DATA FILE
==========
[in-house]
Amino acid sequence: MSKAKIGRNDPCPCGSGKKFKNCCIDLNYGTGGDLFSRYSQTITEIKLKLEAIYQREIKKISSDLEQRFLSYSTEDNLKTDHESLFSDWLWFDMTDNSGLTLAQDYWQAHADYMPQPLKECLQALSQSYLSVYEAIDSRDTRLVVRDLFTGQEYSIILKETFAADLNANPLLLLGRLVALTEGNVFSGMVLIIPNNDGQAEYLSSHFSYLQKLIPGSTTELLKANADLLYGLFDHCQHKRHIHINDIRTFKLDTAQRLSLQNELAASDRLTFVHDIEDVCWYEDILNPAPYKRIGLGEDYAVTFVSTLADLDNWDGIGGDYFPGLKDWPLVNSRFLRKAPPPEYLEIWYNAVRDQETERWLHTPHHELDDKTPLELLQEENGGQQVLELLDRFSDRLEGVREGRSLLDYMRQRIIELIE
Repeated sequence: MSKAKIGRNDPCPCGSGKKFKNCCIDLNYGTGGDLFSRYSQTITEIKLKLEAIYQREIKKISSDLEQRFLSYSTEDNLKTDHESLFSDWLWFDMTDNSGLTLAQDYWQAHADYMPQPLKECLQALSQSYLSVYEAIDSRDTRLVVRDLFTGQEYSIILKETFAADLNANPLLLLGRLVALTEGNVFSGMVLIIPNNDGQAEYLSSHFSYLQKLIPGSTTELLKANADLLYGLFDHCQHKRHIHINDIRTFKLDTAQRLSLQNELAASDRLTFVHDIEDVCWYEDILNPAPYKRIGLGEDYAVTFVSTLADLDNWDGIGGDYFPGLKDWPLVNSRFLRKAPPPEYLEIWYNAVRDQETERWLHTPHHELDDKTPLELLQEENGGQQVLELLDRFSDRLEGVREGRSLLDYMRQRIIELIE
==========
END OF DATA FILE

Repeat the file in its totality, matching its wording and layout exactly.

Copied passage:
[in-house]
Amino acid sequence: MSKAKIGRNDPCPCGSGKKFKNCCIDLNYGTGGDLFSRYSQTITEIKLKLEAIYQREIKKISSDLEQRFLSYSTEDNLKTDHESLFSDWLWFDMTDNSGLTLAQDYWQAHADYMPQPLKECLQALSQSYLSVYEAIDSRDTRLVVRDLFTGQEYSIILKETFAADLNANPLLLLGRLVALTEGNVFSGMVLIIPNNDGQAEYLSSHFSYLQKLIPGSTTELLKANADLLYGLFDHCQHKRHIHINDIRTFKLDTAQRLSLQNELAASDRLTFVHDIEDVCWYEDILNPAPYKRIGLGEDYAVTFVSTLADLDNWDGIGGDYFPGLKDWPLVNSRFLRKAPPPEYLEIWYNAVRDQETERWLHTPHHELDDKTPLELLQEENGGQQVLELLDRFSDRLEGVREGRSLLDYMRQRIIELIE
Repeated sequence: MSKAKIGRNDPCPCGSGKKFKNCCIDLNYGTGGDLFSRYSQTITEIKLKLEAIYQREIKKISSDLEQRFLSYSTEDNLKTDHESLFSDWLWFDMTDNSGLTLAQDYWQAHADYMPQPLKECLQALSQSYLSVYEAIDSRDTRLVVRDLFTGQEYSIILKETFAADLNANPLLLLGRLVALTEGNVFSGMVLIIPNNDGQAEYLSSHFSYLQKLIPGSTTELLKANADLLYGLFDHCQHKRHIHINDIRTFKLDTAQRLSLQNELAASDRLTFVHDIEDVCWYEDILNPAPYKRIGLGEDYAVTFVSTLADLDNWDGIGGDYFPGLKDWPLVNSRFLRKAPPPEYLEIWYNAVRDQETERWLHTPHHELDDKTPLELLQEENGGQQVLELLDRFSDRLEGVREGRSLLDYMRQRIIELIE